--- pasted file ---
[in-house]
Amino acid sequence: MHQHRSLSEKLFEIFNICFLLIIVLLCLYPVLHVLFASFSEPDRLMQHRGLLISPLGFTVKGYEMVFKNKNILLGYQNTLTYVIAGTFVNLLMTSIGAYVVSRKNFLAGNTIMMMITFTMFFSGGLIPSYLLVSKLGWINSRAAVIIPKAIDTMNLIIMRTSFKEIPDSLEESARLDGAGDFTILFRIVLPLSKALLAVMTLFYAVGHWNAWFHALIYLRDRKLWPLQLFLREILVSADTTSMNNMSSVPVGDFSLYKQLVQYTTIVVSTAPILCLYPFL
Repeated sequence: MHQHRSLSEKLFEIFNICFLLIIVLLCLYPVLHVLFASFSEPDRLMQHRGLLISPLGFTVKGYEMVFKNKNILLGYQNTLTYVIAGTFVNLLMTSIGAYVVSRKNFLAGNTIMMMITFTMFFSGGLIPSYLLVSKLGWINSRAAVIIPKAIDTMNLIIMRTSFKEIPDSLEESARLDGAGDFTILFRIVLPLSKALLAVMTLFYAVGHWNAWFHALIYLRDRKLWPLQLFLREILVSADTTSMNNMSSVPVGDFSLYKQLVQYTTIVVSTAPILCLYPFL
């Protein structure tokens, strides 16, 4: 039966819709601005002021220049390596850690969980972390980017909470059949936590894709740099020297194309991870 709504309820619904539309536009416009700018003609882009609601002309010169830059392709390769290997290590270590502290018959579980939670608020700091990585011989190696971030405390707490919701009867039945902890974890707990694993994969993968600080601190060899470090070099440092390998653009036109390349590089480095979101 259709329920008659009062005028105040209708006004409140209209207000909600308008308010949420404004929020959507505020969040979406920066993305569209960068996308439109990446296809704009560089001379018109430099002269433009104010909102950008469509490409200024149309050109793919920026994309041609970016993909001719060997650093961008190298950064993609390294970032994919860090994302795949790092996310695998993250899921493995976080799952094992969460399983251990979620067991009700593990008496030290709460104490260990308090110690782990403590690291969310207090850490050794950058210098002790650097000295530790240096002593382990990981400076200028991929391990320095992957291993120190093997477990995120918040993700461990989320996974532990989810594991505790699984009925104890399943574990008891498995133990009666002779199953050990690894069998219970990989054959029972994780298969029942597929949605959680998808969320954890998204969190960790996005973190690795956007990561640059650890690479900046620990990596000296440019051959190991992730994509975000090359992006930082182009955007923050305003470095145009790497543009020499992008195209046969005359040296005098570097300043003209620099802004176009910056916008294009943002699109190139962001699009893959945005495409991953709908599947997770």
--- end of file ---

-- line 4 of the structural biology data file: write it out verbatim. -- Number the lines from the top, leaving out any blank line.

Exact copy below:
């Protein structure tokens, strides 16, 4: 039966819709601005002021220049390596850690969980972390980017909470059949936590894709740099020297194309991870 709504309820619904539309536009416009700018003609882009609601002309010169830059392709390769290997290590270590502290018959579980939670608020700091990585011989190696971030405390707490919701009867039945902890974890707990694993994969993968600080601190060899470090070099440092390998653009036109390349590089480095979101 259709329920008659009062005028105040209708006004409140209209207000909600308008308010949420404004929020959507505020969040979406920066993305569209960068996308439109990446296809704009560089001379018109430099002269433009104010909102950008469509490409200024149309050109793919920026994309041609970016993909001719060997650093961008190298950064993609390294970032994919860090994302795949790092996310695998993250899921493995976080799952094992969460399983251990979620067991009700593990008496030290709460104490260990308090110690782990403590690291969310207090850490050794950058210098002790650097000295530790240096002593382990990981400076200028991929391990320095992957291993120190093997477990995120918040993700461990989320996974532990989810594991505790699984009925104890399943574990008891498995133990009666002779199953050990690894069998219970990989054959029972994780298969029942597929949605959680998808969320954890998204969190960790996005973190690795956007990561640059650890690479900046620990990596000296440019051959190991992730994509975000090359992006930082182009955007923050305003470095145009790497543009020499992008195209046969005359040296005098570097300043003209620099802004176009910056916008294009943002699109190139962001699009893959945005495409991953709908599947997770």